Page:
For a few minutes, we sat there in silence gazing out the window. No words were said and that’s ok. Being able to spend some time with him doesn’t require words even though it can feel like an eternity.
All of a sudden he sprang to his feet and announced he had to pee. I jumped up, and said, “Ok, let’s go to the bathroom. Come on, come this way.”
He may be 83, but he has forgotten some things. I led him to the bathroom and helped him close to the toilet. People with dementia forget things. Dad doesn’t have a problem going to the bathroom anywhere, and sometimes anywhere is just fine with him, even if in the main dining room or a trash receptacle. But today, he managed to put the liquid in the right hole, flush, and wash his hands. I was so happy.
There are days when it doesn’t go as planned. What he used to do is gone. I often say if he knew what he was doing now, he would be mortified.
I liken it to a toddler. We teach them how to use the potty, feed themselves, wash, and speak. Toddlers are full of energy and they can get messy. Dad has dementia and is in a memory care facility. His unit has about 10 dementia patients, all of them in varying stages of the disease, but have progressed to the more advanced stages of the disease. It breaks my heart as I watch them try and feed themselves, or walk around. They are like little kids. They make messes and do many things toddlers do but at a much slower speed.
What were they like before this awful disease robbed them of their memory? What did they do for a living? Do they have children? Do their children come to see them? How long have they been suffering from dementia?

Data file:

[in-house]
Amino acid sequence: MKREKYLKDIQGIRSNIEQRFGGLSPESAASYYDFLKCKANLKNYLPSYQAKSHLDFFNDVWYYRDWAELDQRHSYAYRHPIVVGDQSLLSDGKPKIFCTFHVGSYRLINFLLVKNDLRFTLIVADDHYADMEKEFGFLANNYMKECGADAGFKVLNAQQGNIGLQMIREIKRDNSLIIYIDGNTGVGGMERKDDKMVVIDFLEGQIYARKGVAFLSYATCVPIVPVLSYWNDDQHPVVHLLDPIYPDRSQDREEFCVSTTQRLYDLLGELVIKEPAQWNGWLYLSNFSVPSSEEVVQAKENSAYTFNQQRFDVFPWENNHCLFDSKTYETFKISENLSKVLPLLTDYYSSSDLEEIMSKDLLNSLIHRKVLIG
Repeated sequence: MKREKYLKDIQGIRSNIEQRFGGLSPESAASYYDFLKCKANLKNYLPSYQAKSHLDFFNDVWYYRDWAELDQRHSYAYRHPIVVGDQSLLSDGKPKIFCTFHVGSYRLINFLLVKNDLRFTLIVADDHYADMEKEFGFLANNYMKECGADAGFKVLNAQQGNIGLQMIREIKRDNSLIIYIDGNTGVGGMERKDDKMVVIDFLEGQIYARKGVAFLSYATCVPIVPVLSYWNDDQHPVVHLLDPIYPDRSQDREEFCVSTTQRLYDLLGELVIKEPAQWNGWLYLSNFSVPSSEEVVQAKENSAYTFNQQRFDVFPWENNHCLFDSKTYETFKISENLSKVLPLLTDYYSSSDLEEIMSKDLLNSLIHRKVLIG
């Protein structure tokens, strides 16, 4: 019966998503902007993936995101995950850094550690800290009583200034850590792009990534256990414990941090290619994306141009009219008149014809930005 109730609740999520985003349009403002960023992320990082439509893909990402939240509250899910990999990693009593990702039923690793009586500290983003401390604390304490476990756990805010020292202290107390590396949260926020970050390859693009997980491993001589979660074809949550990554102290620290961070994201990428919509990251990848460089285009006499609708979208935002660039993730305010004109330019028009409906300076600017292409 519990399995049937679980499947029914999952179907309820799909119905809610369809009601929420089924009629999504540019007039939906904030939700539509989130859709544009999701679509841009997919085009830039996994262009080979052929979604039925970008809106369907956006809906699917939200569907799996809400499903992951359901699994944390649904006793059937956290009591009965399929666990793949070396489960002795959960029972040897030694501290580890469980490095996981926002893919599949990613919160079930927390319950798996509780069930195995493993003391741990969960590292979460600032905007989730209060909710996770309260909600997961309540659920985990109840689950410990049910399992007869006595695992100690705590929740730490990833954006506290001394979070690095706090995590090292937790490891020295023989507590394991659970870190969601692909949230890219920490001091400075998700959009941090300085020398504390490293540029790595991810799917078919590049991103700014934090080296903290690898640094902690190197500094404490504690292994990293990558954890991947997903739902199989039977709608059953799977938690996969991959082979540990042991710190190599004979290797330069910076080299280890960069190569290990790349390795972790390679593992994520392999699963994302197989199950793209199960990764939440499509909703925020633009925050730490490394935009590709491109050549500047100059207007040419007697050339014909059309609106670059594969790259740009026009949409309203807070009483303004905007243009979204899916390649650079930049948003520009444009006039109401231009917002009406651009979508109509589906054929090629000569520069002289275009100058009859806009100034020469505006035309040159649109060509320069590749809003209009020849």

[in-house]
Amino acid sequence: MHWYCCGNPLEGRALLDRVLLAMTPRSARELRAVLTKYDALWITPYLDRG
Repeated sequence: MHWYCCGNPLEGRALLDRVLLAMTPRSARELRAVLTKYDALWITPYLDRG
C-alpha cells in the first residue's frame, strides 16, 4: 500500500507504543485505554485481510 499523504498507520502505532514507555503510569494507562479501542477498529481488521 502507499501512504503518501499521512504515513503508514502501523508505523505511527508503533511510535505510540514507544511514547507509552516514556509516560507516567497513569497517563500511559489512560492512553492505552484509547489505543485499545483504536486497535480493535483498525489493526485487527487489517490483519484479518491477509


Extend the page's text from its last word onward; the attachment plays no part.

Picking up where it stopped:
Each story is unique.
I am thankful for the staff that cares for them. They are always patient and tender with each resident, but they have their hands full. One would think there’s nothing to do in those places. What could possibly happen in a memory care facility? From my visits, I can tell you a lot can happen in a short time. These medical people are a gift to the families and residents in these facilities.
As we sat back down on the couch, Dad leaned back into the couch, head hung down, eyelids heavy, and mumbled, “Thank you for coming sweetheart. I’m tired.”
I got down on my knees and looked up into his half-opened eyes, as tears rolled down my face and said, “Dad, you are the best dad I know. I love you, and I will see you again real soon.”
He looked at me with half a grin and then laid down.
As I drove home in the pouring rain, I remembered the love he always had for me. While he is not my blood father, he never let that be a barrier to our relationship. For almost 20 years, he treated me well, was always kind, and was very knowledgeable about many things. Perfectionist comes to mind. The man built roads and bridges for the state and loved trains. No one ever had an unkind thing to say about Ron Register. Even now, the nurses love him. He may throw his meds across the room or pee in a trash can, but they don’t care. They love him anyway.
I don’t how much longer he will be on this earth, but I am thankful for all the time I get to spend with him, even if he doesn’t remember my name or how we’re related. At this point, it doesn’t matter as long as he is being taken care of and I get to see him.
People cross our paths for many reasons. Sometimes we don’t know why, but the Lord knows. I am thankful our paths crossed.
Happy Father’s Day Ron Register! Happy Father’s Day!
Mary Barbera – Autism Mom ABA Help